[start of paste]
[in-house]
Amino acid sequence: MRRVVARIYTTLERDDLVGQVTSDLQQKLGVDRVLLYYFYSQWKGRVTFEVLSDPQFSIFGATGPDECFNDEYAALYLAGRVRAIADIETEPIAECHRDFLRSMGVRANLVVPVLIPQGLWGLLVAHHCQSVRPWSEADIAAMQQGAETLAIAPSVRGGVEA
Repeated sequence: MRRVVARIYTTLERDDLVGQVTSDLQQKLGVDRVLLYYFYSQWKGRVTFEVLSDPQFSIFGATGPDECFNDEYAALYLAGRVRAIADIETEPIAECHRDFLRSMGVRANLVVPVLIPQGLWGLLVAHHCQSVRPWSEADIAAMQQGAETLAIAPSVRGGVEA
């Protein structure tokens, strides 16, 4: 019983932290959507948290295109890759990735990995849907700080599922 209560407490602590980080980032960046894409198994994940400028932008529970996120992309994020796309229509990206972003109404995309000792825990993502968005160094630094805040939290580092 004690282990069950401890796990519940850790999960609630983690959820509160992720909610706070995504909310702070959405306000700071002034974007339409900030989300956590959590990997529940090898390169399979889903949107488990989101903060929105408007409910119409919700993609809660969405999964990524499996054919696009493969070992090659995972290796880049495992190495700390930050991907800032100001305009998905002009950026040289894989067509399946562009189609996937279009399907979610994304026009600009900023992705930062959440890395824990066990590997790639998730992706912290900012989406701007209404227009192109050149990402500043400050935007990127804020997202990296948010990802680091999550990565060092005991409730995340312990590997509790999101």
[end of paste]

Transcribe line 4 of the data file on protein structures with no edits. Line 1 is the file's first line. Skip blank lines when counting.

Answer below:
């Protein structure tokens, strides 16, 4: 019983932290959507948290295109890759990735990995849907700080599922 209560407490602590980080980032960046894409198994994940400028932008529970996120992309994020796309229509990206972003109404995309000792825990993502968005160094630094805040939290580092 004690282990069950401890796990519940850790999960609630983690959820509160992720909610706070995504909310702070959405306000700071002034974007339409900030989300956590959590990997529940090898390169399979889903949107488990989101903060929105408007409910119409919700993609809660969405999964990524499996054919696009493969070992090659995972290796880049495992190495700390930050991907800032100001305009998905002009950026040289894989067509399946562009189609996937279009399907979610994304026009600009900023992705930062959440890395824990066990590997790639998730992706912290900012989406701007209404227009192109050149990402500043400050935007990127804020997202990296948010990802680091999550990565060092005991409730995340312990590997509790999101």